Cuomo Misfires, Banning Newsgroups Rather Than Child Porn

by Hans Bader on June 11, 2008 · 5 comments

New York Attorney General Andrew Cuomo, who used the Fair Housing Act as a pretext to restrict speech critical of housing projects back when he was Bill Clinton’s Secretary of Housing & Urban Development (something declared unconstitutional in White v. Lee, 227 F.3d 1214 (2000)), is now using the menace of child porn as an excuse to force internet service providers (ISPs) to cut off access to internet newsgroups.  Cuomo has reached a “voluntary” (read: coerced) settlement with ISPs Verizon, Sprint, and Time Warner Cable under which they will cut off access to “20,000 to 100,000 newsgroups having nothing to do with child porn, and make a pay-off of $1.25 million, part of which will go to Cuomo’s own office. 

As Ted Frank notes at Overlawyered, the settlement has attracted criticism from legal commentators and those who fight child pornography.   The Financial Coalition Against Child Pornography argues that it is actually counterproductive. Orin Kerr notes that it is of questionable constitutionality. Declan McCullagh suggests, as does David Kravetz, that the ISPs will comply by shutting off customers’ access to broad swaths of Usenet well beyond anything alleged to contain illegal material.”

As George Washington University Law Professor Orin Kerr notes, the settlement would conflict with a federal court ruling if it were imposed by a court or government official, rather than being “voluntary.”   “When Pennsylvania tried to do something somewhat similar — albeit with court orders rather than a voluntary agreement — Pennsylvania’s effort was struck down as unconstitutional. . . in CDT v. Pappert.”

But in truth, the settlement blocking access to newsgroups is not really “voluntary.”  It’s the coercive result of threats of litigation from the New York Attorney General’s office.  Supposedly “voluntary” settlements can constitute government regulation that violates the constitution.   The Supreme Court has said that even a State’s “contractual condition” is subject to constitutional scrutiny (See South-Central Timber Dev. Co. v. Wunnicke, 467 U.S. 87, 97 n.10 (1984)), and federal appeals courts have observed that the fact that a state official and a business “have entered into an agreement does not necessarily insulate it from scrutiny under” the Constitution.  (See Automated Salvage Transport, Inc. v. Wheelabrator Ent’l Sys. Inc., 155 F.3d 59, 78 (2d Cir. 1998)).  And a “voluntary agreement” incorporated into a consent decree can constitute state regulation that is preempted by federal law, as the Supreme Court observed in 1981.  (Ridgway v. Ridgway, 454 U.S. 46, 47, 53 (1981)).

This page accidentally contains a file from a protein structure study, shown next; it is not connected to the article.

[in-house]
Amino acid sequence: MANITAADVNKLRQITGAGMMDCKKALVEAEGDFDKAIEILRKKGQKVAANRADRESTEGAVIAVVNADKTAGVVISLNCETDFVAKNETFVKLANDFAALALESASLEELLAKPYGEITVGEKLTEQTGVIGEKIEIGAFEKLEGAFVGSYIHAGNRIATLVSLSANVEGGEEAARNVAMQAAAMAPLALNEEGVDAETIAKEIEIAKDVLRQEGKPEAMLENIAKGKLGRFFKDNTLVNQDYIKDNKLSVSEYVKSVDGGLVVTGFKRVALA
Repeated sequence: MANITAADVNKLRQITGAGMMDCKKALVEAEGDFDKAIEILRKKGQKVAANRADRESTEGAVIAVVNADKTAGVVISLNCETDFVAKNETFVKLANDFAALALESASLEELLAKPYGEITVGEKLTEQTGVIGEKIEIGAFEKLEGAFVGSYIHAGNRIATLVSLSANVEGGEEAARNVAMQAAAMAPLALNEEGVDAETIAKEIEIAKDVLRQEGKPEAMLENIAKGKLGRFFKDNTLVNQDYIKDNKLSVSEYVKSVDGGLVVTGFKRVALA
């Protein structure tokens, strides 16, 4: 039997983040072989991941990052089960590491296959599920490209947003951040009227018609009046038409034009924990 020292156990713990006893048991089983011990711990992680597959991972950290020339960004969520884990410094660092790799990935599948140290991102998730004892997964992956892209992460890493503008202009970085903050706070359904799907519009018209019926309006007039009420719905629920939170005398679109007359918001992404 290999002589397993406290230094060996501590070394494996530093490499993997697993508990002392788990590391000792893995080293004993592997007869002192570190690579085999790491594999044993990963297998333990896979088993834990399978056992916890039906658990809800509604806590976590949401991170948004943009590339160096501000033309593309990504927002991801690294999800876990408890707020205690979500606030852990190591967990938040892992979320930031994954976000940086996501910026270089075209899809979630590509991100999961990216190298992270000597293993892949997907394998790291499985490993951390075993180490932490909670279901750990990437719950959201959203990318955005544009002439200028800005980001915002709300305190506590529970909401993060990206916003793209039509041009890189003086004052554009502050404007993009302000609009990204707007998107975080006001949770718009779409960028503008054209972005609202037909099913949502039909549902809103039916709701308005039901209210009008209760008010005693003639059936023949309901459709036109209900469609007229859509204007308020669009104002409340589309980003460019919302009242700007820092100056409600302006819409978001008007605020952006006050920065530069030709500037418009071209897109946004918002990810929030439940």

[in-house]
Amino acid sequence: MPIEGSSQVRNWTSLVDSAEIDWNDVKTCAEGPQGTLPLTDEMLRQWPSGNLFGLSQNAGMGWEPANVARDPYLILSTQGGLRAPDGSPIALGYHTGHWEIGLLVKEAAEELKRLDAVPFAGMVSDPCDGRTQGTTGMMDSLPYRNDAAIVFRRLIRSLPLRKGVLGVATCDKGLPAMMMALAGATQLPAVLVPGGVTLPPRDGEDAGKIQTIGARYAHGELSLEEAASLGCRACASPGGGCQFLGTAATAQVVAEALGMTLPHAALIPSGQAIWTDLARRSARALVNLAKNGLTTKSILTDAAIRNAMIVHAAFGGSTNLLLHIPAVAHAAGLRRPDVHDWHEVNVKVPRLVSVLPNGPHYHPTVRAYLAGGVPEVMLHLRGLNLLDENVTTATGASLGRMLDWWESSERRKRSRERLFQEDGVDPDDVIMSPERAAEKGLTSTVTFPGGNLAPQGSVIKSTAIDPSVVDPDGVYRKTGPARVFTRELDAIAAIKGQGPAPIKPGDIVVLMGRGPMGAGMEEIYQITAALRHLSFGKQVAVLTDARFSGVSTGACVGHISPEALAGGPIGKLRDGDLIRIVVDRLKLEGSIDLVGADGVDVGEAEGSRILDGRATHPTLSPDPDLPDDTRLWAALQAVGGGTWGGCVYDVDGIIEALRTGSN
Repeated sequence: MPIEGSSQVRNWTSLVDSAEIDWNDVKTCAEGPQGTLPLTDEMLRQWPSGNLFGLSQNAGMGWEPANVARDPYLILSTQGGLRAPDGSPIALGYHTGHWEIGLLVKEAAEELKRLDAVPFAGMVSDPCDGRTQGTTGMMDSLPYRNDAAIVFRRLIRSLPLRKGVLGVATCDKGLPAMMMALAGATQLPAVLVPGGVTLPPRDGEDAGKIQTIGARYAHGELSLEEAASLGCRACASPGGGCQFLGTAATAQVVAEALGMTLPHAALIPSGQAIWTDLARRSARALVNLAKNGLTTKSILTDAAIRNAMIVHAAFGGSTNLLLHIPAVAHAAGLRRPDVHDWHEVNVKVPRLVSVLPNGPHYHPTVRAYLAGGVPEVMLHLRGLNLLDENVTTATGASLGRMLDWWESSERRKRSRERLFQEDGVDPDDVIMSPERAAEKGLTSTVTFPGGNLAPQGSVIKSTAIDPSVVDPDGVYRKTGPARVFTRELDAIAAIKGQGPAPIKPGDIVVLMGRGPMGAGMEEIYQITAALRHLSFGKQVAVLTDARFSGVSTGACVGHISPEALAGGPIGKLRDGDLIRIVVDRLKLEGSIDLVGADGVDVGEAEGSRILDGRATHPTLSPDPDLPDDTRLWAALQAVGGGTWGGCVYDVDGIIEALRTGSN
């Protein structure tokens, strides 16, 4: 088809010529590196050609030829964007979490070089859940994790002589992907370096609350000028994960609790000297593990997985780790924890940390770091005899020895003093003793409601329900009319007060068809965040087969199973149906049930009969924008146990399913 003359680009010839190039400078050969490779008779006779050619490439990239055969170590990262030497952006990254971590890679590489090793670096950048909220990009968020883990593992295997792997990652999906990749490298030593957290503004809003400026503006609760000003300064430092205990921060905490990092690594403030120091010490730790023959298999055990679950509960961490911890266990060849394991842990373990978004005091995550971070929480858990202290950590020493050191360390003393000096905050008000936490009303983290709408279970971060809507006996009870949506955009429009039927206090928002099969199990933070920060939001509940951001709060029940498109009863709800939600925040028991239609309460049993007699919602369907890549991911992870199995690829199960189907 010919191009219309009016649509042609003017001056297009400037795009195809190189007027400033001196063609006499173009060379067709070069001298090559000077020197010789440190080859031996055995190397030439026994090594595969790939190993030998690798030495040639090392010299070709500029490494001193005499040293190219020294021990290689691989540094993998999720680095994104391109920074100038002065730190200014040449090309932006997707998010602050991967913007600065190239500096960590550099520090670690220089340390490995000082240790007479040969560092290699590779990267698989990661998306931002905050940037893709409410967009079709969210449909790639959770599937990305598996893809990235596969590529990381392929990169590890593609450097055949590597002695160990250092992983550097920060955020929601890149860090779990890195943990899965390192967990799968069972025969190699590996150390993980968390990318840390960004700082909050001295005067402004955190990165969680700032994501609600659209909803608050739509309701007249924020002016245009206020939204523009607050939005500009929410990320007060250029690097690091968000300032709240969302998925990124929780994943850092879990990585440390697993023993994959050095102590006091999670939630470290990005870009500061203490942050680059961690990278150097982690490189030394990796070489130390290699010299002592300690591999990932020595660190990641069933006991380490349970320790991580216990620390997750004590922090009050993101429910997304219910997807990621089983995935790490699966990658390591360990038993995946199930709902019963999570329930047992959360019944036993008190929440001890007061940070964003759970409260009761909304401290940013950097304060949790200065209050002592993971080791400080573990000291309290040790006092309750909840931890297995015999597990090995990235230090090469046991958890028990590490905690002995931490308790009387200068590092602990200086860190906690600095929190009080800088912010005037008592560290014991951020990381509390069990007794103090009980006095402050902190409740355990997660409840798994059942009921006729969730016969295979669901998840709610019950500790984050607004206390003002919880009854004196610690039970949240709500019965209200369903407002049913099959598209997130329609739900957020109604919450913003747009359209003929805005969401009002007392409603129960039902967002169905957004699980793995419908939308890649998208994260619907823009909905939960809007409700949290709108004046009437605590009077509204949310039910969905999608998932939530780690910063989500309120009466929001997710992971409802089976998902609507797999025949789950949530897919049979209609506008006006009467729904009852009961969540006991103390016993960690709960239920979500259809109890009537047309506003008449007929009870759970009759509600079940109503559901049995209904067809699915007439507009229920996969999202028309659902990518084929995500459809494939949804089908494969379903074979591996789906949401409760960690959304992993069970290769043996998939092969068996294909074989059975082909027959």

Thus, a federal appeals court struck down enforcement of a settlement agreement that barred a party to it from participating in the political process (see Davies v. Grossmont Union High School, 930 F.2d 1390, 1394 (9th Cir. 1991); see also Cain v. Darby Borough, 7 F.3d 377, 381 (3d Cir. 1993) (striking down waiver of certain First Amendment rights extracted as condition of settling a court case)).  Newsgroups similarly address political issues and core political speech that government officials cannot require be restricted as the price of a settlement. Moreover, in First Amendment cases, not only the party bound by a settlement or regulation, but also people whose speech or access to information is affected by it, have the right to challenge its restrictions.  (See Korb v. Lehman, 919 F.2d 243 (4th Cir. 1990) (private employee could sue a government official under the First Amendment for pressuring his private employer to fire him for his speech, even though private employers can voluntarily terminate employees for their speech when the employer is not operating under government pressure); Truax v. Raich, 239 U.S. 33 (1916) (Supreme Court holds state government liable under the Constitution for pressuring a private employer to fire a private employee based on his being an alien, even though his employer could have voluntarily dismissed him without violating any law)).

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